TC: I didn’t come to journalism in the usual way. When I was fourteen or fifteen, my Dad gave me a copy of Greg Tate’s Flyboy in the Buttermilk. I didn’t know what the hell Greg was talking about—but on some visceral level I knew the book was ambitious and beautiful. A few years later, when I was around twenty two, I started my career at Washington City Paper, under the ambitious eye of David Carr. In those days, and even today, City Paper was much more interested in a mix of literary nonfiction and investigative reportage than most papers. The ideal writer there had to be bold and tenacious in his/her reporting, and equally bold and adventurous in his/her writing. We used to have whole sessions in which Carr would import writers from other alternative papers or magazines to critique our work. Also, he’d clip stuff from Esquire, GQ, and Vanity Fair and make us read it. Half the time the stories were told in such a weird way that I had no idea what the hell I was looking at. This was in the last days of really great literary magazine writing—like the mid to late nineties. The approach was very novelistic, but at the same time there was a strong stigma attached to any sort of inaccuracy. We didn’t have people there cooking shit.
That approach informed everything I did after that. I was—and am—always looking for a way to tell a story that is unique to that particular story, because I believe every story is different and deserving of that respect. I usually fail in my attempts, but I think the intent, the desire to say something original, is important, and it certainly informed the style of this memoir. I spent a good three months searching for the voice of the book. In fact, if anyone wants a good laugh they should see the “sample chapter” I used for my proposal and compare it with the voice I ultimately found.
3. What are your thoughts about publication—the moment your story goes out into the world, into the public domain, to be read by (we hope!) the masses? It must be strange to anticipate reviewers responding critically to your life story. Do you look forward to it, or is the excitement also accompanied by some anxiety?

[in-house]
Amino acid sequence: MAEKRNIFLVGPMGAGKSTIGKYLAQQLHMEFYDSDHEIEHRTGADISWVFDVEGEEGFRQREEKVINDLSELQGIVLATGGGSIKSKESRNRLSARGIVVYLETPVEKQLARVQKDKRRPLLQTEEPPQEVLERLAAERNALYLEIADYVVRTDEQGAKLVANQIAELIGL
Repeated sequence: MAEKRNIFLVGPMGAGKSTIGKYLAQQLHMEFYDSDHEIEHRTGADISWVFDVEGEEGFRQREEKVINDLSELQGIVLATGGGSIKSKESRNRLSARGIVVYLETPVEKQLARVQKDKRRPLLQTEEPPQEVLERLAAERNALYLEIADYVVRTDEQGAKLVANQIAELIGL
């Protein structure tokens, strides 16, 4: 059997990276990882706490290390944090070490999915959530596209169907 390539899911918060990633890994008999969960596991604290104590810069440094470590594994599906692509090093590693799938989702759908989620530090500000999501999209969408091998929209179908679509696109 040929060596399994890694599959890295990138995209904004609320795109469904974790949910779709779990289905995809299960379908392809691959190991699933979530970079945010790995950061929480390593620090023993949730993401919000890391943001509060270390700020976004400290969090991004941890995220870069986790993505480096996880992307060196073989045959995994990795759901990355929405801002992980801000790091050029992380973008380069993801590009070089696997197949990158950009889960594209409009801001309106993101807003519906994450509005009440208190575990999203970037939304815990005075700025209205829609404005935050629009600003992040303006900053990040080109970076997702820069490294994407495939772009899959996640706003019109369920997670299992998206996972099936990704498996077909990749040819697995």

PK: I am terrified, and hopeful. I broke the law and committed a serious crime, and I know that I will be reproached for this, and for having the nerve to open my mouth about the nature of the “corrections” meted out by our government. Some people will question whether I can be trusted. Many may feel that the shame of imprisonment should keep me silent. It is hard to put myself out there.
It would be disingenuous to say I don’t care what people think of me. I am writing on some controversial and emotional topics within the framework of prison: transgression, guilt, revenge, redemption, forgiveness, justice, race, and class. So I expect to take some hard knocks on a number of fronts.
But I am very hopeful that I can tell an engrossing and yes, entertaining story that will reveal something new and truthful about who is in prison and why they are there. My hope for the book is that it helps spur a more honest and productive public debate about the role of prisons in America. And I feel very lucky to have the chance to tell my own personal story.
JQ: I cannot imagine what it will be like once the book is actually in bookstores and being read by the public. Already I’ve had the surreal experience of talking to a stranger who had read the galleys and having her say, “How’s Danielle?” (my sister). And, “How’s Bruce?” (my brother-in-law). “What a great guy!” In the same conversation, I mentioned that I’d been staying in an apartment on 57th Street, and the woman said, “Your grandmother Harriette’s apartment?” (Indeed it was.) Later, I referred to having been an actress when I was young and she said, “Yes, I know . . .” It’s eerie to meet someone who knows intimate details of your life and has read your most personal, interior monologues and yet knows nothing about them. I’m a bit anxious about how this will feel on a large scale!
TC: Good Lord, I can’t wait. I am obsessed with the whole thing. It ain’t pretty. But I feel like much of my life has really led up to this. This all started when I was around twelve, fell in love with Rakim, and decided I wanted to be an MC Then I fell in love with djembe and wanted to be a drummer. Then I fell for Larry Neal and Carolyn Forché and wanted to be a poet. Through it all I desperately wanted to tell the story of my generation. That sounds pretentious, but it’s what I wanted. Stylistically, I sought to bring all my past disciplines to bear on this project. I wanted to try to echo the detail and the lovely word economy of, say, vintage Nas. I wanted the random, beautiful chaos of a djembe solo. And I wanted to emulate the surreal imagery of Yusef Komunyakaa. I don’t know how close I came to any of that. And if I completely and utterly failed, it’s OK. But I really, really enjoyed trying to get it done.